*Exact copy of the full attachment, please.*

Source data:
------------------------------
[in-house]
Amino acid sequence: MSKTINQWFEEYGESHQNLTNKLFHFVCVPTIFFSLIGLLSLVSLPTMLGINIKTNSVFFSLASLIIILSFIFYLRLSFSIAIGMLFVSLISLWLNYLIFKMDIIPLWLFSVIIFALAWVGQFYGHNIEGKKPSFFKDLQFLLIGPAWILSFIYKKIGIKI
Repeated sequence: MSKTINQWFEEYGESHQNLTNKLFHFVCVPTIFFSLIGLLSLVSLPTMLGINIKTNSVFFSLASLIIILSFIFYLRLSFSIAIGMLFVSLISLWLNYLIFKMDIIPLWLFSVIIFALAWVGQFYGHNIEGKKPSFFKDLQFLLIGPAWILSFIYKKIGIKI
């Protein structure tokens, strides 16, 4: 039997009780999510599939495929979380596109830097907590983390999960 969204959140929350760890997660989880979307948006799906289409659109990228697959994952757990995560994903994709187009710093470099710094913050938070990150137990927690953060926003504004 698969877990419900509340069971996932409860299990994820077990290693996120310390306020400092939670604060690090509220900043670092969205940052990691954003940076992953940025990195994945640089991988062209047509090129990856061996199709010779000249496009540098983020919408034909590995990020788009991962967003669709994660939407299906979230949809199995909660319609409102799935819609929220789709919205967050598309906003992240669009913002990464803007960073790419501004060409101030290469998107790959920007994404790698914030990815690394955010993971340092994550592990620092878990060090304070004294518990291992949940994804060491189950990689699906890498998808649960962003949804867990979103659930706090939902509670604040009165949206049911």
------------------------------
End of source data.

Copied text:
[in-house]
Amino acid sequence: MSKTINQWFEEYGESHQNLTNKLFHFVCVPTIFFSLIGLLSLVSLPTMLGINIKTNSVFFSLASLIIILSFIFYLRLSFSIAIGMLFVSLISLWLNYLIFKMDIIPLWLFSVIIFALAWVGQFYGHNIEGKKPSFFKDLQFLLIGPAWILSFIYKKIGIKI
Repeated sequence: MSKTINQWFEEYGESHQNLTNKLFHFVCVPTIFFSLIGLLSLVSLPTMLGINIKTNSVFFSLASLIIILSFIFYLRLSFSIAIGMLFVSLISLWLNYLIFKMDIIPLWLFSVIIFALAWVGQFYGHNIEGKKPSFFKDLQFLLIGPAWILSFIYKKIGIKI
């Protein structure tokens, strides 16, 4: 039997009780999510599939495929979380596109830097907590983390999960 969204959140929350760890997660989880979307948006799906289409659109990228697959994952757990995560994903994709187009710093470099710094913050938070990150137990927690953060926003504004 698969877990419900509340069971996932409860299990994820077990290693996120310390306020400092939670604060690090509220900043670092969205940052990691954003940076992953940025990195994945640089991988062209047509090129990856061996199709010779000249496009540098983020919408034909590995990020788009991962967003669709994660939407299906979230949809199995909660319609409102799935819609929220789709919205967050598309906003992240669009913002990464803007960073790419501004060409101030290469998107790959920007994404790698914030990815690394955010993971340092994550592990620092878990060090304070004294518990291992949940994804060491189950990689699906890498998808649960962003949804867990979103659930706090939902509670604040009165949206049911």